It’s hard work, it takes years of effort, and there is a lot to learn. Many of these things we recommend don’t work at first, or authors try them once and say “that didn’t work”; or they refuse to try our tips at all (like giving away free books) because that goes against their principles. For authors who aren’t prepared or willing to do the work, build a platform, communicate with their readers and present their books professionally, finding an agent or publisher is a smart move (well, maybe it’s just the easy move…). If you want to publish a book and aren’t concerned about making money, traditional publishing is definitely easier.
If you want to write as a career and control your income, I would argue that self-publishing is the smarter choice – at least in the beginning. For successful indie authors who are already doing well, partnering with a publisher for wider distribution can be very smart. But for the majority of first time indie authors with zero platform, it probably isn’t (though, of course, it can be.)
My main concern with traditional publishing is that it’s slow: You’ll spend a year or two waiting, and assuming your publisher is going to do everything for you, so you won’t worry about your website, or email list, or taking any control. But if they screw it up or don’t help with that stuff, two years later you have a book but no platform (or knowledge, which is even more valuable).
Self-publishing is a struggle that forces you to learn how to be a successful indie author. But once you learn those tools and build your platform, you have a constantly growing vehicle that makes publishing success easier to achieve with every book you launch.
Indie authors and publishers have conflicting motivations and goals. The more authors self-publish instead of seeking traditional publishing deals, the less money publishers will make: although actually, all that’s happened so far is that authors self-publish and publishers jump in and buy their rights as soon as they start selling, which is better business for nearly everybody.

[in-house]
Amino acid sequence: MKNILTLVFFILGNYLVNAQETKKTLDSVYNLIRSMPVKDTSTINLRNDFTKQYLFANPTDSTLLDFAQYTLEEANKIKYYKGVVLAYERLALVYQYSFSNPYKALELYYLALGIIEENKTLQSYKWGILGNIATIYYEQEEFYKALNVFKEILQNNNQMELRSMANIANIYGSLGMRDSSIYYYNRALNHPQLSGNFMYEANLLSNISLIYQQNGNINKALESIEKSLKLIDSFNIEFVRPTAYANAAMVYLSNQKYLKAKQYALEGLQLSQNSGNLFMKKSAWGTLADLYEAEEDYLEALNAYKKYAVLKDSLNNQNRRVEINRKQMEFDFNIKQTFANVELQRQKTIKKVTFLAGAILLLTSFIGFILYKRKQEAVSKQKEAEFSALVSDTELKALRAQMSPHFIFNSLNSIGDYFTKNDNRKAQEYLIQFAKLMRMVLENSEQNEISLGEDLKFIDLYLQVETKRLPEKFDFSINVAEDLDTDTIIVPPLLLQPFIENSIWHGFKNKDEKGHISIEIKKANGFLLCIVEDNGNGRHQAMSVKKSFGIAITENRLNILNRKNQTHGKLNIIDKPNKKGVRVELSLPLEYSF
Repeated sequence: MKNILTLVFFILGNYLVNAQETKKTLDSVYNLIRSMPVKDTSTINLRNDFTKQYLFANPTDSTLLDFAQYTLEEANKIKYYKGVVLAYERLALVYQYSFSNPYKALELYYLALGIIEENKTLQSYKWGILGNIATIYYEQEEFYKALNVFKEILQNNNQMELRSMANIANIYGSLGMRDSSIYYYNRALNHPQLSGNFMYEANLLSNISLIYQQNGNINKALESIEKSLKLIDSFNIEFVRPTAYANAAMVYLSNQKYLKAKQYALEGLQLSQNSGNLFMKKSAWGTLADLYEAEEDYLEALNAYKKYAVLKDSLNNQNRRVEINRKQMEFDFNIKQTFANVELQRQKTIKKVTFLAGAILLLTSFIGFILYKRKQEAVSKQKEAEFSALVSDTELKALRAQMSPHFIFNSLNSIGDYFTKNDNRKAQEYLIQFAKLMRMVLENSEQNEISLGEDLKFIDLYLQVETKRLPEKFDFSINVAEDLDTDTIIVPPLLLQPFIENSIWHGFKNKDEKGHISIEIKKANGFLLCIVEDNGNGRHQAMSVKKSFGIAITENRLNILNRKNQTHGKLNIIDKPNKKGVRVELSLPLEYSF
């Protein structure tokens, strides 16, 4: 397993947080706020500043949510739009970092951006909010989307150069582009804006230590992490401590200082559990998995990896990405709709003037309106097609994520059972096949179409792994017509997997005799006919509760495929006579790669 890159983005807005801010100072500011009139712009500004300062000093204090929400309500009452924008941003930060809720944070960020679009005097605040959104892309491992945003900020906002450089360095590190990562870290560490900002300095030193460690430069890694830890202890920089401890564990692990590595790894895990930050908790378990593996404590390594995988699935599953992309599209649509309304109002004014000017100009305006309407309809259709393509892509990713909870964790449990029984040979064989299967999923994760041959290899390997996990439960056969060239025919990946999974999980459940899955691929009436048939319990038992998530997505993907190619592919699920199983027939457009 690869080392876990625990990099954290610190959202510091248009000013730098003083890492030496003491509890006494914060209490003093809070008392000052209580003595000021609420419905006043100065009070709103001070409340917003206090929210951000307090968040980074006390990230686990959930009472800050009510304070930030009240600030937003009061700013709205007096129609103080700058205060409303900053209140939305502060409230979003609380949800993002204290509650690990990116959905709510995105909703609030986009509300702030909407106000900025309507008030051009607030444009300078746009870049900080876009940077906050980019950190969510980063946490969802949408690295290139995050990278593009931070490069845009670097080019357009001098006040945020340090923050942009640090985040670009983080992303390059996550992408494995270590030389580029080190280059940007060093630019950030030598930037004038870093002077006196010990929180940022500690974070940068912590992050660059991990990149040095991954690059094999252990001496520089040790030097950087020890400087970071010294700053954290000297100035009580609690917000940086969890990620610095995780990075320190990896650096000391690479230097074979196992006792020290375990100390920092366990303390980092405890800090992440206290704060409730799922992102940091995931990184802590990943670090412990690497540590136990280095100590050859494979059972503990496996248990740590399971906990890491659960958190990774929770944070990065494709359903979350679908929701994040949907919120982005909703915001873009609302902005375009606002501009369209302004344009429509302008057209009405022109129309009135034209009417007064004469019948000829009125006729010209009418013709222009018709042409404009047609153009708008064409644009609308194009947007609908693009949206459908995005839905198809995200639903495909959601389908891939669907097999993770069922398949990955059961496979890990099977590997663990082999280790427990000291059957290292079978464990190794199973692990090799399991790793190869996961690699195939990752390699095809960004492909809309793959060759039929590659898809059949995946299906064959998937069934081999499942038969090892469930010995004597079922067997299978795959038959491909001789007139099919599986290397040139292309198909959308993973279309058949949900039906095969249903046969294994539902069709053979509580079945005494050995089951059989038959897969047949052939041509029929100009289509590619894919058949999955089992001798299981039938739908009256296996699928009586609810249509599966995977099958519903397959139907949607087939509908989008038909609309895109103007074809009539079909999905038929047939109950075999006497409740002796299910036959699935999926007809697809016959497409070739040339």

The mistake many authors make is trying to be a ‘hybrid author’ because they tried self-publishing and failed, and now they want help. But you don’t need any help to test your book out and give it a powerful launch for very little money, even with zero platform. If you do that right and sales are still dead, you probably have a book that doesn’t appeal enough to a wide audience, which generally means you should write another book that does appeal to more people. If you do a successful launch and don’t sell, an agent or publisher isn’t going to do it any better.
If you haven’t done a successful launch yet and your book hasn’t been really tested, don’t sign away your rights before doing the easy stuff you can do to see whether it has a market.
I’m learning a lot at the London Book Fair and will post a wrap-up of publishing and marketing tips that indie authors can use in a few days, for those that couldn’t attend, so stay tuned for that.
I’m a philosophy dropout with a PhD in Literature. I covet a cabin full of cats, where I can write fantasy novels to pay for my cake addiction. Sometimes I live in castles.
Couldn’t agree more! Looking forward to hearing more about the fair 🙂
Thanks for sharing an inside view for those of who didn’t attend. I agree that we’re in the same business, but I sometimes wonder if we’re in the exact same industry. To fall back on the trusty old Venn diagram, it seems like our two sets might intersect at product and customer, but otherwise the models are different, and our interests diverge.
For instance, I’ve read time and again that indies should use ISBNs so that “the industry” is able to enjoy a comprehensive picture of what’s selling where. But I think that benefits them more than us, and until we’re charged less for the privilege, I have a hard time agreeing.
We both have an interest in making sure that people keep reading and that we’re eventually paid for what we create, whatever form of delivery (ebook, print, audio) that takes. But do indies benefit from publishers’ survival? And do publishers benefit from ours?